I see at least one “crowd source” invitation a week these days in my e-mail from new bands soliciting support to produce new records or videos. Some of my artist friends don’t like the idea of crowd sourcing. They say it cheapens art. I like the idea of crowd sourcing if for no other reason because it allows artists to maintain control over their work all the way to the final release, especially when it makes it easier for them to release vinyl LPs (and not just digital downloads). My latest invitation (from a long-establish band that I have collected for years) is from the Ohio-based band Over the Rhine (I have a certified weakness for this band; “Drunkard’s Prayer,” 2005, is a perfect record). Their latest LP, “The Farm,” is scheduled for release this fall. So I decided to buy into this project and see what happens. I’ll write about it here.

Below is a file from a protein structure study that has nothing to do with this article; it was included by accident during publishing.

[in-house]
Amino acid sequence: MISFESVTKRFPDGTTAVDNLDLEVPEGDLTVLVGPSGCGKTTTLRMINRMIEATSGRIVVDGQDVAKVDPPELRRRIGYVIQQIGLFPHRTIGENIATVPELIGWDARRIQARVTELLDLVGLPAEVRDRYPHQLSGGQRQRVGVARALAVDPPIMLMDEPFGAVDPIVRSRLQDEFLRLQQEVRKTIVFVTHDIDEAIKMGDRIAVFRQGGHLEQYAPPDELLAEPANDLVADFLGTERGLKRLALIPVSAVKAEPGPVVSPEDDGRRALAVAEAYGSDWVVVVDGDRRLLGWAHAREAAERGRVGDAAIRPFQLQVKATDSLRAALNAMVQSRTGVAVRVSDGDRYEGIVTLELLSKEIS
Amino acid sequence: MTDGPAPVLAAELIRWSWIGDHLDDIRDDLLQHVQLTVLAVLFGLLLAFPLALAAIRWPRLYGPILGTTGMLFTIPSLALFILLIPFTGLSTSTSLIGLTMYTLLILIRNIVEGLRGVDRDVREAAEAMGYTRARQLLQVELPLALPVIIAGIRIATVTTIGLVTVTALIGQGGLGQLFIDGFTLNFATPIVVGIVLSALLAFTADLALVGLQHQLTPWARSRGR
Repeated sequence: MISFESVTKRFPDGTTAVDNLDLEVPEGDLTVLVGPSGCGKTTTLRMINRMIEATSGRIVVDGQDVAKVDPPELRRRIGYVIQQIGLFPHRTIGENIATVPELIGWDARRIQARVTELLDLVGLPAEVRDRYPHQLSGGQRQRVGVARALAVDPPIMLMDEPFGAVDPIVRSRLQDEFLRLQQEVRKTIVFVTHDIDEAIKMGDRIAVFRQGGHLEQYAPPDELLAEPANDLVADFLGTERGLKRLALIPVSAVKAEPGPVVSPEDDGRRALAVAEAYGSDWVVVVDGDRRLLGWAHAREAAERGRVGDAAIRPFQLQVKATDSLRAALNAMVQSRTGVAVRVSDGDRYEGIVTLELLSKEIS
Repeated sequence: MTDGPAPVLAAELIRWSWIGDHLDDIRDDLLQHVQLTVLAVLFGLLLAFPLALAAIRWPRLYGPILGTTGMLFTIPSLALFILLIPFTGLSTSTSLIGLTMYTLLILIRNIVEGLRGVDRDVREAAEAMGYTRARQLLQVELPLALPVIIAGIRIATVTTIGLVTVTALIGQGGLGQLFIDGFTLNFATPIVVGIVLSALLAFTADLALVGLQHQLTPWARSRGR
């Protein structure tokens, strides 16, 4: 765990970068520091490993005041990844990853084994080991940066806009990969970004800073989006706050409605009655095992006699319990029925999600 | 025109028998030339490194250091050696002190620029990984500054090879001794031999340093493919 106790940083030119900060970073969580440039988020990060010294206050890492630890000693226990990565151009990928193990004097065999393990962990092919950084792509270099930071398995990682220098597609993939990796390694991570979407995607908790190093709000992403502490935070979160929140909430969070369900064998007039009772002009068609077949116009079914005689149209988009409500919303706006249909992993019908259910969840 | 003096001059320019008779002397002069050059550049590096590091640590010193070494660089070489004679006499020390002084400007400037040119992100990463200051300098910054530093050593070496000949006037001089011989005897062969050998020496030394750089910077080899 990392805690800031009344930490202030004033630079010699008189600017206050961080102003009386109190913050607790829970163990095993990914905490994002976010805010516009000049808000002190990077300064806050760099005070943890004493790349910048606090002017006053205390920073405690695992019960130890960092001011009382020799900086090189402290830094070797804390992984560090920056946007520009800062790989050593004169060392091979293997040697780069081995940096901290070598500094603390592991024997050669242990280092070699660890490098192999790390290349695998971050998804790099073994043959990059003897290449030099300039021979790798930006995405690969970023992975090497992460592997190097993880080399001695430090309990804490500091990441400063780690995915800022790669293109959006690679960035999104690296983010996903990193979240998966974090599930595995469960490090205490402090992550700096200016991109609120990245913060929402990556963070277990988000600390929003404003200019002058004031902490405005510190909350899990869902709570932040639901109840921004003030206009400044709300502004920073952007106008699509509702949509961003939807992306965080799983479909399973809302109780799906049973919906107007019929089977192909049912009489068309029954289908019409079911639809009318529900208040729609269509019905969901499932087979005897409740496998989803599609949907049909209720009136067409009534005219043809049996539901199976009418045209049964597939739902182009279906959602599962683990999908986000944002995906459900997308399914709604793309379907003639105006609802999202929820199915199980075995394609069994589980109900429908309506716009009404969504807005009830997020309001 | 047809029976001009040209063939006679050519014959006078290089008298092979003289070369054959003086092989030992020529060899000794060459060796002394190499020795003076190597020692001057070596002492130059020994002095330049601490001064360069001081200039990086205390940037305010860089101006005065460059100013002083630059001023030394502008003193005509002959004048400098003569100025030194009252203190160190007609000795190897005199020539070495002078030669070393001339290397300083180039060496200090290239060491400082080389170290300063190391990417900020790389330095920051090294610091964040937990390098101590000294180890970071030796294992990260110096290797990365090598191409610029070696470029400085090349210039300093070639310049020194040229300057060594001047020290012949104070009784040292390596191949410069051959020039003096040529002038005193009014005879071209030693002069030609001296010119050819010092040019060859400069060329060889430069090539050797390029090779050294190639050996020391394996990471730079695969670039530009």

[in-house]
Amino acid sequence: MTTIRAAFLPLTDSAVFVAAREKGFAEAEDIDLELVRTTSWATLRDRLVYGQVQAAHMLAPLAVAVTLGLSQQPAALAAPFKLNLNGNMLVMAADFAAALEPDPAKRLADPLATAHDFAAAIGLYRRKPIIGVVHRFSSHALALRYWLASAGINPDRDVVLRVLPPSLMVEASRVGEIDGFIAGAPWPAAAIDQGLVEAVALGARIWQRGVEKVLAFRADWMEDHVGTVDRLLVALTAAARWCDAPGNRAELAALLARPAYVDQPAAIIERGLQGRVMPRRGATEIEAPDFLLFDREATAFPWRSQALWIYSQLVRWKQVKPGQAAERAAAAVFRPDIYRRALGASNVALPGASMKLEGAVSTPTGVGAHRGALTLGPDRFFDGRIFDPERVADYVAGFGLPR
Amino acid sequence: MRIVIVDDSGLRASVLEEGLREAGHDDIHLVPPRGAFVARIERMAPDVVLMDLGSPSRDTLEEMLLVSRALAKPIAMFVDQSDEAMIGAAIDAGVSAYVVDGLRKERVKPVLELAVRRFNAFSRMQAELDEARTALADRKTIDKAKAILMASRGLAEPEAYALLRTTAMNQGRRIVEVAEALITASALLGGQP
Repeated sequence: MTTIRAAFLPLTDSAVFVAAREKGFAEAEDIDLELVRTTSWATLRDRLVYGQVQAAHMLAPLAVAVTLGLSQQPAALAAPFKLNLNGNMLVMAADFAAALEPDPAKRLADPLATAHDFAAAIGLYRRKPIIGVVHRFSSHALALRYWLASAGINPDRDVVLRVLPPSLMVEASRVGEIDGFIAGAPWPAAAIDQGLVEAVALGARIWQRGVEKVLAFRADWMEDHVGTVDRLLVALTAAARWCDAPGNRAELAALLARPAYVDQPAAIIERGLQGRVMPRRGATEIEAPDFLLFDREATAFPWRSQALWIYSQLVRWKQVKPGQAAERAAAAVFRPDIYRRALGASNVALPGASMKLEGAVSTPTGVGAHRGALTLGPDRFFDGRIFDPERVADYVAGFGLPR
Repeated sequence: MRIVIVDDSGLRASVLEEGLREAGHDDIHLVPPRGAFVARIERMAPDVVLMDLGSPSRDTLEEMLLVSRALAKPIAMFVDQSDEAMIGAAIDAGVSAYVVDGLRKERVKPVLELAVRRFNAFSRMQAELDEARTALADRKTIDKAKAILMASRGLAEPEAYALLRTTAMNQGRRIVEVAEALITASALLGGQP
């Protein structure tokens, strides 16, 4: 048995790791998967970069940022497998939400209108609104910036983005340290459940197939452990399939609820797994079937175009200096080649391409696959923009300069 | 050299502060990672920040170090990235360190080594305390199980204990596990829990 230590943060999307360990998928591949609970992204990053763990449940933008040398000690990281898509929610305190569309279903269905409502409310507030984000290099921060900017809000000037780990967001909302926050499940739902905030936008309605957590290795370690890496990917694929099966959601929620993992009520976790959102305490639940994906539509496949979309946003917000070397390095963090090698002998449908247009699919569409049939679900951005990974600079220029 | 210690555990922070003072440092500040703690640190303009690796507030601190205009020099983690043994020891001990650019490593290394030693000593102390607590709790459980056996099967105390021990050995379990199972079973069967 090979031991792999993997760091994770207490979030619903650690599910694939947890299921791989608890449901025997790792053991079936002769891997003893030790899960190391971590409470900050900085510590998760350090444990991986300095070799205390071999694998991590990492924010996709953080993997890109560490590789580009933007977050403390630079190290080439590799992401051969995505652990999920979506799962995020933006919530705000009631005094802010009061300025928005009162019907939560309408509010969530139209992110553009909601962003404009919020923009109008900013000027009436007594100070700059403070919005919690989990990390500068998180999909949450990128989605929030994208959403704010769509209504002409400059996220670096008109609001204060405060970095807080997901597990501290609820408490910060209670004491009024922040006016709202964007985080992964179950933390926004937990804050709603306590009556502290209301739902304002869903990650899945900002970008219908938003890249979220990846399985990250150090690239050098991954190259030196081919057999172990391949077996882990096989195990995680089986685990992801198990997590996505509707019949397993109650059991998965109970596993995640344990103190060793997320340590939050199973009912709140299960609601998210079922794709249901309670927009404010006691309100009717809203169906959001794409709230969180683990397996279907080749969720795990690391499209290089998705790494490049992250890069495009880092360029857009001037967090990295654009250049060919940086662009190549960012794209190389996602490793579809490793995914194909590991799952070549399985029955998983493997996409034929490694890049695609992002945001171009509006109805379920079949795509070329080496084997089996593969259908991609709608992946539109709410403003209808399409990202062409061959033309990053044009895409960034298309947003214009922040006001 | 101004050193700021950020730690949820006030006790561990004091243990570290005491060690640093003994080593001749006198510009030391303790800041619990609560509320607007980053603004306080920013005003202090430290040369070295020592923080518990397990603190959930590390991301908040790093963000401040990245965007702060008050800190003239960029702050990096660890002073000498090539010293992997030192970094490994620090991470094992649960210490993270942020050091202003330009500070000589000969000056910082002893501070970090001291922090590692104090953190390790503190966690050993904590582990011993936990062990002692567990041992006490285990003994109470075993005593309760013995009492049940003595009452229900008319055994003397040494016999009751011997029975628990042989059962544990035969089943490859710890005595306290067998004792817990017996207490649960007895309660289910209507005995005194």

Music (and life) is all about the relationships (it’s Mother’s Day, need I say more?). Even when bands never personally connect with their fans, fans still feel a personal attachment. I don’t know what to expect from this experiment, which is what makes this such a fun thing to try. It’s risky, too. If I get treated badly, it might taint my feelings about these musicians. But that’s what life is all about, testing relationships to destruction. True friends stay with each other. True family stay with each other. True artists love the love from their fans. (Oh, and do remember to send your mother a nice message today!)
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